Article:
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I wish to generate more than 10^8 random numbers with Boost. They must be normally distributed with standard deviation 1 and mean 0. Here is my MWE:

#include <iostream>
#include <vector>

#include <time.h>
#include <boost/random/normal_distribution.hpp>
#include <boost/random/mersenne_twister.hpp>
#include <boost/random/variate_generator.hpp>

using namespace std;

int main()
    typedef boost::mt19937                     ENG;
    typedef boost::normal_distribution<double> DIST;
    typedef boost::variate_generator<ENG,DIST> GEN;

    ENG  eng;
    DIST dist(0,1);
    GEN  gen(eng,dist);


    vector<double> nums;

    for(int i=0; i<500; i++)

    return 0;

I have 2 questions in this regard:

  1. Is the approach I am using to seed the engine correct? Or do I need to seed it before each number?
  2. Is my method efficient? Or is there a better way?

EDIT Note that there is no bottleneck in the code as such. I am just wondering if my approach is correct from a professional point of view

I should say that the numbers (all of them) have to be scaled by a proper constant afterwards. My plan is to use a for-loop for this.

Best, Niles.

share|improve this question
1) Yes, you should only seed the generator once. 2) Are you sure this is the bootleneck in your code? –  Benjamin Bannier Jan 8 '13 at 11:31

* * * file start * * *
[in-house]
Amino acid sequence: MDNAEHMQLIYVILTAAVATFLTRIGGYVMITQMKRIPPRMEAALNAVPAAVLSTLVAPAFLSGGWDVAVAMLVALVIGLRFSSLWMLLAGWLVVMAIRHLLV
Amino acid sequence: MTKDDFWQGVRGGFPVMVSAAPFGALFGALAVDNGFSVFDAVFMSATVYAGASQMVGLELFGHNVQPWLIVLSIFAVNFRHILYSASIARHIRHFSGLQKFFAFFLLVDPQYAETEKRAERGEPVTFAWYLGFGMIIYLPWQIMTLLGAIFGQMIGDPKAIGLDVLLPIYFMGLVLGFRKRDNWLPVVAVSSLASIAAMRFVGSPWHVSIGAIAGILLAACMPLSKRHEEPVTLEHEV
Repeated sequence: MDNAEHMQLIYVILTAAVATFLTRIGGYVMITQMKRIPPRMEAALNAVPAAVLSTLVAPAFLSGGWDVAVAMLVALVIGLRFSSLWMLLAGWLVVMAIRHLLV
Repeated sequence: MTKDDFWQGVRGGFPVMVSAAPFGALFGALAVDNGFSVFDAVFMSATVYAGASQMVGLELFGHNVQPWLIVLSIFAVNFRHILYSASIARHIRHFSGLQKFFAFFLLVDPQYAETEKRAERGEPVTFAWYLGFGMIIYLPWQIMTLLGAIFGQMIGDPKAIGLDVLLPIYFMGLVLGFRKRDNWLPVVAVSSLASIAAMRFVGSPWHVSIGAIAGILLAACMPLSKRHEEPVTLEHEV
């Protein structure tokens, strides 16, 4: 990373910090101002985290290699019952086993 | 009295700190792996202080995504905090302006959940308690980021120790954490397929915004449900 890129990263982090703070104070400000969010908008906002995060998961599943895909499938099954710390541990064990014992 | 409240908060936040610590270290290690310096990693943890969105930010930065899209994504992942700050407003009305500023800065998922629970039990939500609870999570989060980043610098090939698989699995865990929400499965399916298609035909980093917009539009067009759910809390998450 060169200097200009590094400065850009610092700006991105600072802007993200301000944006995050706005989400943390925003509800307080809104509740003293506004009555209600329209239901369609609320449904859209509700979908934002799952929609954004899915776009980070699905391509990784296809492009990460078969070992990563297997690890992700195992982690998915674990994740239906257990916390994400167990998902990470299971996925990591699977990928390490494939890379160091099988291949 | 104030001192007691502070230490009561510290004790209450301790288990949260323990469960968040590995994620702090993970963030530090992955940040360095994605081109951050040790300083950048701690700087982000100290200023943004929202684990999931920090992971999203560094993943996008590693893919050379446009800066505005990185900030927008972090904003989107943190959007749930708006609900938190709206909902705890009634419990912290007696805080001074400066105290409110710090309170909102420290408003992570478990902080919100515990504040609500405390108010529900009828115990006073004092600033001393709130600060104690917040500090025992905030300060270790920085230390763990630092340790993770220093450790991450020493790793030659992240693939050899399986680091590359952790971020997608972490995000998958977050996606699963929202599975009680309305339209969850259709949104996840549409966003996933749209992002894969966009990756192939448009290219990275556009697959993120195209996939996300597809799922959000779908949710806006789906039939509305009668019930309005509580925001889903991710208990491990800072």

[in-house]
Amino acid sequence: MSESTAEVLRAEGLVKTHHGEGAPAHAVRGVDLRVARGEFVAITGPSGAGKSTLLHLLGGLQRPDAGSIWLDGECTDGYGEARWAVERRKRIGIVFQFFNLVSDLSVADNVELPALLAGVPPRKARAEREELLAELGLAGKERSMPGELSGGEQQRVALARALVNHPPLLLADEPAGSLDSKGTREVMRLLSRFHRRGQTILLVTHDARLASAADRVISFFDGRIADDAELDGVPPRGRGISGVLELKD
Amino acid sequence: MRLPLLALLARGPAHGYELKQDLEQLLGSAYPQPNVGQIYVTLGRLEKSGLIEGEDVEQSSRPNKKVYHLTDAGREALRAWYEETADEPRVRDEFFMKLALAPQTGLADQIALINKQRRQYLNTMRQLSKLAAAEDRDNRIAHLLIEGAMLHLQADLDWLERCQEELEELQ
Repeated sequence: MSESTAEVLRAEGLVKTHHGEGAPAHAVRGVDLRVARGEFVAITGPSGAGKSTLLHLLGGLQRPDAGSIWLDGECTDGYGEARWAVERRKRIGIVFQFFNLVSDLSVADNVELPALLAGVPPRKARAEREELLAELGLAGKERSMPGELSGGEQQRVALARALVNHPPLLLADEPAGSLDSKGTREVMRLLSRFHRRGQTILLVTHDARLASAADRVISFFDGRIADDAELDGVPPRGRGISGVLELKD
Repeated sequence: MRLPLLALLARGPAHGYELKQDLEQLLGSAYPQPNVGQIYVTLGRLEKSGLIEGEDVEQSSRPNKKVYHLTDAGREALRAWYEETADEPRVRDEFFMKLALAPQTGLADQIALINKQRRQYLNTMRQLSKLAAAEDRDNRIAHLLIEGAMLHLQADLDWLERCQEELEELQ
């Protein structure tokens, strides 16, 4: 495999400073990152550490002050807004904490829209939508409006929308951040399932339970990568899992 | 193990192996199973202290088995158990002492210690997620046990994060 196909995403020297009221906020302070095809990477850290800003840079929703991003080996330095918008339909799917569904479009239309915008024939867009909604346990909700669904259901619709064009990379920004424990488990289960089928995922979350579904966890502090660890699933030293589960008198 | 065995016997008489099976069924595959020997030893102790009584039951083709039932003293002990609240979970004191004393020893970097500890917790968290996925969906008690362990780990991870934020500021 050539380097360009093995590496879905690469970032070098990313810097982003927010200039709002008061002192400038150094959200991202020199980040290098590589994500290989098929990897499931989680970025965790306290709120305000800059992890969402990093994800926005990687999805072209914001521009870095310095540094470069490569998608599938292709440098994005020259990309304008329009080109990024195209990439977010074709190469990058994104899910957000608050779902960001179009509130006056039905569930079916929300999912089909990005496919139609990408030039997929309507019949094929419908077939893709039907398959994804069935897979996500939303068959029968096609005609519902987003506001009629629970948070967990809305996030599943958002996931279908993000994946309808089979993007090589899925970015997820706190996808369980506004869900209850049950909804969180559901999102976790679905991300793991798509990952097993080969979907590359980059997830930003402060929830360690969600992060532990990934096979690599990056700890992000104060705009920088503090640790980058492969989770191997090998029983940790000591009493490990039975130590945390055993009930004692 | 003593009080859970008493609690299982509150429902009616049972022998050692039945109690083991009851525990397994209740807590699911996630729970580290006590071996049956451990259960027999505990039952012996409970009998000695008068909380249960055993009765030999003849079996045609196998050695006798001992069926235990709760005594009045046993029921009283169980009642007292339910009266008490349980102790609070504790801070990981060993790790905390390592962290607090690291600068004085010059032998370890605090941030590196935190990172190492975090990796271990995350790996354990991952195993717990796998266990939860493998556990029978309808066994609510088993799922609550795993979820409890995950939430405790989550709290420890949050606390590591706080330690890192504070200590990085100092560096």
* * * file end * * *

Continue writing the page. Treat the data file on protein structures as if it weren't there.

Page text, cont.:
There is no bottleneck currently. I am wondering if my approach is correct from a professional viewpoint. –  BillyJean Jan 8 '13 at 11:34
I would never store the numbers, but generate them on the fly after abstracting the generator away behind a lightweight interface. Your code right now isn't wrong, but if you want to run this in a batch farm you might need a more unique seed (not one that just depends on the current time). This all depends on what exactly you need. –  Benjamin Bannier Jan 8 '13 at 11:42
Agree with honk it's not normal practise to store the results but just use them 'on the fly' and throw them away. By using the same seed you can reproduce the same numbers for verification testing etc. It's also good to make a choice of RNGs available, some of which generate more outputs per step than others, so you can end up with some sort of abstract producer class with an interface independent of the actual generator used. Best book on this subject: Monte Carlo Methods in Finance by Peter Jaeckel –  TheMathemagician Jan 8 '13 at 12:02
Don't "scale by a constant factor afterwards". That's the job of boost::normal_distribution. –  MSalters Jan 8 '13 at 12:04
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